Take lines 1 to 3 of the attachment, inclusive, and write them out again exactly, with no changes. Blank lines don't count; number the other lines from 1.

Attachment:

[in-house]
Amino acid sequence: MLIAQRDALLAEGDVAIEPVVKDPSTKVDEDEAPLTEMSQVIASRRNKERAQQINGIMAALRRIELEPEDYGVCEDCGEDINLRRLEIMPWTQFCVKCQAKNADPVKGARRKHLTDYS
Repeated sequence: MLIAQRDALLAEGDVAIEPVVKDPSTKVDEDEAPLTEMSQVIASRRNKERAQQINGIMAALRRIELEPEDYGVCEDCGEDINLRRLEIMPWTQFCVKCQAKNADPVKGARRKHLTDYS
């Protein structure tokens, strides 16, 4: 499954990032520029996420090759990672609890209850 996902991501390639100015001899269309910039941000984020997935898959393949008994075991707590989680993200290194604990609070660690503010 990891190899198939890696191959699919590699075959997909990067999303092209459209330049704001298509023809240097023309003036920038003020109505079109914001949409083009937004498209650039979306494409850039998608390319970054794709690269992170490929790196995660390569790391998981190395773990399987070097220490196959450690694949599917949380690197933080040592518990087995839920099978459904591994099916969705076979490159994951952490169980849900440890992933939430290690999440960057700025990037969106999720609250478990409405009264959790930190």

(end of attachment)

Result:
[in-house]
Amino acid sequence: MLIAQRDALLAEGDVAIEPVVKDPSTKVDEDEAPLTEMSQVIASRRNKERAQQINGIMAALRRIELEPEDYGVCEDCGEDINLRRLEIMPWTQFCVKCQAKNADPVKGARRKHLTDYS
Repeated sequence: MLIAQRDALLAEGDVAIEPVVKDPSTKVDEDEAPLTEMSQVIASRRNKERAQQINGIMAALRRIELEPEDYGVCEDCGEDINLRRLEIMPWTQFCVKCQAKNADPVKGARRKHLTDYS